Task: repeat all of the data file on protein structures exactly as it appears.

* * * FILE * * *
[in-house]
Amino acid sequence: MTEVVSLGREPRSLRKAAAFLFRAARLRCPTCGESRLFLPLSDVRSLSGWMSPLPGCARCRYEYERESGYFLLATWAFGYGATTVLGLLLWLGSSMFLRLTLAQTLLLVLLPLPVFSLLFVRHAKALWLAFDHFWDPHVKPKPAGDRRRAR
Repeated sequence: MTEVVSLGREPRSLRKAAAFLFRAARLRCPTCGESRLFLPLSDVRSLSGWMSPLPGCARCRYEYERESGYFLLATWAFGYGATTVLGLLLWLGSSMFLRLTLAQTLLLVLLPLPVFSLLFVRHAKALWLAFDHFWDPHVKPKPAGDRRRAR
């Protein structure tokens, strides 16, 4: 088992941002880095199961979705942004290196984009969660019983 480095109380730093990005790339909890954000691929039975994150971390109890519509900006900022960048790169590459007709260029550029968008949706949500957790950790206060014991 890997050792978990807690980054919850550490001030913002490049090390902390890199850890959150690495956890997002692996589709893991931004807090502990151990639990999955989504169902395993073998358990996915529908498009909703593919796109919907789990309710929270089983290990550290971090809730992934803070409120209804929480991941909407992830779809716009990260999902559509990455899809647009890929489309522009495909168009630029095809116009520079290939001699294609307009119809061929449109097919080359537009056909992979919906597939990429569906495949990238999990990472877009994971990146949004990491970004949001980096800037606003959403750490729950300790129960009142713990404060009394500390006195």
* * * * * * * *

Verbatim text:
[in-house]
Amino acid sequence: MTEVVSLGREPRSLRKAAAFLFRAARLRCPTCGESRLFLPLSDVRSLSGWMSPLPGCARCRYEYERESGYFLLATWAFGYGATTVLGLLLWLGSSMFLRLTLAQTLLLVLLPLPVFSLLFVRHAKALWLAFDHFWDPHVKPKPAGDRRRAR
Repeated sequence: MTEVVSLGREPRSLRKAAAFLFRAARLRCPTCGESRLFLPLSDVRSLSGWMSPLPGCARCRYEYERESGYFLLATWAFGYGATTVLGLLLWLGSSMFLRLTLAQTLLLVLLPLPVFSLLFVRHAKALWLAFDHFWDPHVKPKPAGDRRRAR
């Protein structure tokens, strides 16, 4: 088992941002880095199961979705942004290196984009969660019983 480095109380730093990005790339909890954000691929039975994150971390109890519509900006900022960048790169590459007709260029550029968008949706949500957790950790206060014991 890997050792978990807690980054919850550490001030913002490049090390902390890199850890959150690495956890997002692996589709893991931004807090502990151990639990999955989504169902395993073998358990996915529908498009909703593919796109919907789990309710929270089983290990550290971090809730992934803070409120209804929480991941909407992830779809716009990260999902559509990455899809647009890929489309522009495909168009630029095809116009520079290939001699294609307009119809061929449109097919080359537009056909992979919906597939990429569906495949990238999990990472877009994971990146949004990491970004949001980096800037606003959403750490729950300790129960009142713990404060009394500390006195």